Friday, September 7, 2012
Feeding My Children Peace, Love, Comfort
I have been waiting for the right word to pair with some photos I have of this new friend from Venezuela. I have been waiting, and waiting, and waiting, swimming in beautiful stories, but not stories that are mine to tell. Stories of love, loyalty, faith, bravery, fortitude. Stories of loss and crisis and hearts rent in good-byes. But those are not my stories. And so I sit with pictures of an amazing young man and only bit stories of my own experience of him: stories of humor, talent, laughter, patience, and translation.
For a few years now, he has been the translator for the doctor from our town who meets up with Venezuelan doctors and dentists and head into the hills around Bocono for one-day clinics. All day long he translates for mothers, and translates for the doctor, and then translates for the mothers again. And one time, between patients, he played a guitar, or at least pretended to.
He was kind to my daughter.
Ate a bullion cube on a dare.
Took lots of photos of himself (as is common of his generation).
And told us stories, all twinkly-eyed, about his baby sisters (now teens) and how he would brush their hair and get them ready for school in the mornings when his parents started work before the sun. Because he is funny, and wears cool tee-shirts, I would sometimes forget that I was talking to a sage. But then he would say something about how his parents built a home for their children where there was always peace, love, and God’s own comfort, even when there wasn’t meat. Especially because there wasn’t always meat.
So school has started, and I have been thinking about my children in the world. Going to school without me. Pushing kids. Getting pushed. Learning to read. Learning how deep school-yard talk seeps in, especially the mean kind. Figuring out who to sit by in the cafeteria. Riding bikes up and down the street, watching for cars.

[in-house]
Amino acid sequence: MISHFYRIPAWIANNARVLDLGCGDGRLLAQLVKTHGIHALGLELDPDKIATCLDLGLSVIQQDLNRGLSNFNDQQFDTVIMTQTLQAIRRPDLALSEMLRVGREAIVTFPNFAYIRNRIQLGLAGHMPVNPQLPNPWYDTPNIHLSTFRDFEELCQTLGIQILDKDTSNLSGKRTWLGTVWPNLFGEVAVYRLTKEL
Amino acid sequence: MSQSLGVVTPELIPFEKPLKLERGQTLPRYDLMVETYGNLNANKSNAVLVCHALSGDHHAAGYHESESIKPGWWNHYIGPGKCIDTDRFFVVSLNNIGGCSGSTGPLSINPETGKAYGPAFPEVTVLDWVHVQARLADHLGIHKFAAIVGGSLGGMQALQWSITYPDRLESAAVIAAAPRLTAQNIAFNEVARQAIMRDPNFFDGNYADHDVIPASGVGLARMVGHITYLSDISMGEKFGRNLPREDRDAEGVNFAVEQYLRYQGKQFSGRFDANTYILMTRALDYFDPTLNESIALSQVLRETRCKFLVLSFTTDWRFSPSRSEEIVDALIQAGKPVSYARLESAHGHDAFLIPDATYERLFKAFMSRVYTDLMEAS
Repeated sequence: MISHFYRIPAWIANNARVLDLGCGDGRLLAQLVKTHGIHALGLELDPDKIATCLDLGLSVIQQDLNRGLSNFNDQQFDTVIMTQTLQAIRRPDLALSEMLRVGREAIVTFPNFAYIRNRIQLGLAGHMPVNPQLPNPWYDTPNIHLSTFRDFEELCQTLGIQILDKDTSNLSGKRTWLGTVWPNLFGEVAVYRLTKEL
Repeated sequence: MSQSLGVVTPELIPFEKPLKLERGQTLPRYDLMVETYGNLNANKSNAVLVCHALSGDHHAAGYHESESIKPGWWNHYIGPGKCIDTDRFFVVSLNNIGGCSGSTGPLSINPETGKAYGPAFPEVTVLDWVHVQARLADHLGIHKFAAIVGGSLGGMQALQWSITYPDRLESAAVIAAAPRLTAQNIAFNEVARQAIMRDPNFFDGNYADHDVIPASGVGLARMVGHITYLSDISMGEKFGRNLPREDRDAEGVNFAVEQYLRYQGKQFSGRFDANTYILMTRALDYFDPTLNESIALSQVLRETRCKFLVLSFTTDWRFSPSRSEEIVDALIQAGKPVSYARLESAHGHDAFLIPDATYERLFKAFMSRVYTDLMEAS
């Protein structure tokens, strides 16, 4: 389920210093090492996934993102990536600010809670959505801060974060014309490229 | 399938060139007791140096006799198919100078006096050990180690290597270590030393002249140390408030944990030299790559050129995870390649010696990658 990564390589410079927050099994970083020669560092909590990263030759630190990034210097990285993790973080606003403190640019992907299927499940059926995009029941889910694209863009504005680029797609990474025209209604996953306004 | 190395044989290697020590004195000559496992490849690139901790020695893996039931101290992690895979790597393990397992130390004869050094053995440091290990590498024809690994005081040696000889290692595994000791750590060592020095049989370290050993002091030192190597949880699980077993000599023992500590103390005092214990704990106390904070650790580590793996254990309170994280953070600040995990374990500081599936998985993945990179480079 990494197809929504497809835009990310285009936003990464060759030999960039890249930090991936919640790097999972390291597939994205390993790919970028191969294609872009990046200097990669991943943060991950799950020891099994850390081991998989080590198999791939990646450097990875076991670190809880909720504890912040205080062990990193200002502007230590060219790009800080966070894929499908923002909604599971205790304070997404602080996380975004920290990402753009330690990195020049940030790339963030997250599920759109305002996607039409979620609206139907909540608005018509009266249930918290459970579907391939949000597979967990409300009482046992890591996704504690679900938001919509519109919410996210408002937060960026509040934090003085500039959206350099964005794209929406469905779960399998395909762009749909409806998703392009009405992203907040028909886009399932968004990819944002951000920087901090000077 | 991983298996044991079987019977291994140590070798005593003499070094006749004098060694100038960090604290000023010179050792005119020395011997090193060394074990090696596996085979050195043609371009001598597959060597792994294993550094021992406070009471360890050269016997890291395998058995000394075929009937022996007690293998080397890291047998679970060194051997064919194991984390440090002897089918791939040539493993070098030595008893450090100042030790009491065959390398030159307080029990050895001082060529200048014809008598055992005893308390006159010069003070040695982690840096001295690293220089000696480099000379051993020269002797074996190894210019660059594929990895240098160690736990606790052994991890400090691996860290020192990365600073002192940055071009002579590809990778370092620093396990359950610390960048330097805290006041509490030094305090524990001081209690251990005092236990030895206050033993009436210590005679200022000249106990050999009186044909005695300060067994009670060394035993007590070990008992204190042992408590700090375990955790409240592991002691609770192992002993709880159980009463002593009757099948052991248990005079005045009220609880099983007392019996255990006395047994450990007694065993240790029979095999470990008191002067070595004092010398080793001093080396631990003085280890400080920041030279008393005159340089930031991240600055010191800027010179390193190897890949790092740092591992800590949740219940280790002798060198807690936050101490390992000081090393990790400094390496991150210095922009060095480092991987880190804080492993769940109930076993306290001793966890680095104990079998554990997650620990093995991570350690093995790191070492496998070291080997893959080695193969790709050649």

We come home in the afternoon spent. Ready to eat. Ready to stop being nice, stop taking turns, stop thinking about others.
Ready to eat.
Ready to rest.
But not always ready to bend, and pick up brick and mortar, and build a house of peace. And offer to each other the sweetness of love unearned, quiet safety, and a comfort like cool water running over hot stones.
But we can do that. Because that fruit is always, already here.
God with us.
His own spirit.
Even, and especially, in the space between arriving from out there and crawling into bed.
My friend shared with me of his parents bravery and grace in times truly hard. I haven't known the hunger of my children. I haven't known a lot of things. But the lesson keeps coming to mind, nonetheless. This young man, messenger of God, reminds me that the road of love, and peace, and warming laughter, is always before me, should I choose to ask for daily grace.
“A meal of bread and water in contented peace is better than a banquet spiced with quarrels.” Proverbs 17:1
So, Brother, in case you are reading . . . que Dios te bendiga. You bring good things to this earth. Your mama told us she has known since you were very young that you were meant for big work. “Se fue,” the woman at the church told her. And the beautiful truth about turning an ear to God is that it inevitably orients the other to the ground, so that you can hear your calling from both high and low. t.q.m.